Little items of information are the seeds for major investigations. A report of someone purchasing unusual amounts of fertilizer, hydrogen peroxide, acetone, etc., may be the key to preventing a major bombing.
And once you gather it, share it. If your agency has an intelligence form, use it. If not, pass the information along to an appropriate investigator, a superior or other agencies that have more developed intelligence functions. Remember one of the big lessons of Sept. 11: information sharing.
Information sharing led to the arrest of terrorist-bomber Ramzi Yousef, which occurred because a Philippine police officer responding to a fire scene thought it suspicious and notified bomb investigators.
Any bomb technician or investigator will tell you bombs are increasing in America. The patrol officer is the first line of defense, and the first target. Think safety: Be aware of your circumstances, be wary of the unknown or unusual and, if in doubt, move yourself and others to safety and let bomb disposal handle it.
Lay a sound investigative foundation, write a comprehensive report, summon appropriate technical resources to a scene and protect the scene. Finally, keep your eyes and ears open, learn what s happening, and share it. Many major terrorist plots have been foiled or solved through well documented investigations and information sharing.
Formal training resources are available. New Mexico Tech, a member of the Department of Homeland Security (DHS) National Consortium, offers two programs. The first, Incident Response to Terrorist Bombings, is a 32-hour program that provides first responders (police, fire, EMS, emergency management, health, etc.) with very comprehensive training in explosives, bombs, preparation and response, including the opportunity to witness explosive demonstrations up to a 500-lb. car bombing. The Prevention and Response to Suicide Bomb Incidents program is aimed at providing administrators, command level personnel, and those responsible for development and implementation of policy a view of various tactics, and the opportunity to tabletop possible responses to threat scenarios.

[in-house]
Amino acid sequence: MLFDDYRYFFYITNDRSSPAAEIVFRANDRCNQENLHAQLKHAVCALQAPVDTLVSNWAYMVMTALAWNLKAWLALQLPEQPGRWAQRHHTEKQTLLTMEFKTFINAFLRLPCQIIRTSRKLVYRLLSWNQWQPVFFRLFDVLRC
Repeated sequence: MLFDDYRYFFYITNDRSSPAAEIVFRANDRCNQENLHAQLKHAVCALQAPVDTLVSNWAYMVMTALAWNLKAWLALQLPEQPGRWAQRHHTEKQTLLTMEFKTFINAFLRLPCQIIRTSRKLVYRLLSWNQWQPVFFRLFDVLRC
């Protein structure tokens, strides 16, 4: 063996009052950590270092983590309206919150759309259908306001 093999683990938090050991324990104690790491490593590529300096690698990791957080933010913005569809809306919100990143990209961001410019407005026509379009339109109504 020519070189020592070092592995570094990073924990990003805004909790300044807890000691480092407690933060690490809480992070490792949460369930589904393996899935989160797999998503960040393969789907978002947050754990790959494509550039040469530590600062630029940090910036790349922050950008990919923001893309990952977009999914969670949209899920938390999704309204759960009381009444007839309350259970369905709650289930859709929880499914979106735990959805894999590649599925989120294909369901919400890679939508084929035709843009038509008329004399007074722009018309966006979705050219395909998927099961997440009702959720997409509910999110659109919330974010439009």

As with all DHS programs, the DHS covers all expenses. Contact your state point of contact for registration information.
The FBI’s Hazardous Devices Program in Huntsville, Ala., provides a three-day program (funded completely by the FBI) aimed at the upper command staff, administrators and chief officers. This program introduces them to the tools and techniques of the bomb technician, and is designed to enhance their understanding of the bomb disposal function. For more information, contact your local FBI training desk.
The juvenile or experimenter by far accounts for the greatest number of incidents. These range from soda-bottle bombs to illegal pyrotechnic devices used to target mailboxes, to powerful, homemade explosives made from instructions found on the Internet. That these individuals often don’t have an evil intent doesn’t mean they don’t pose great hazards. For instance, triacetone triperoxide (TATP) is easily made from common materials and is both a powerful and extremely sensitive explosive, capable of detonation from rough handling.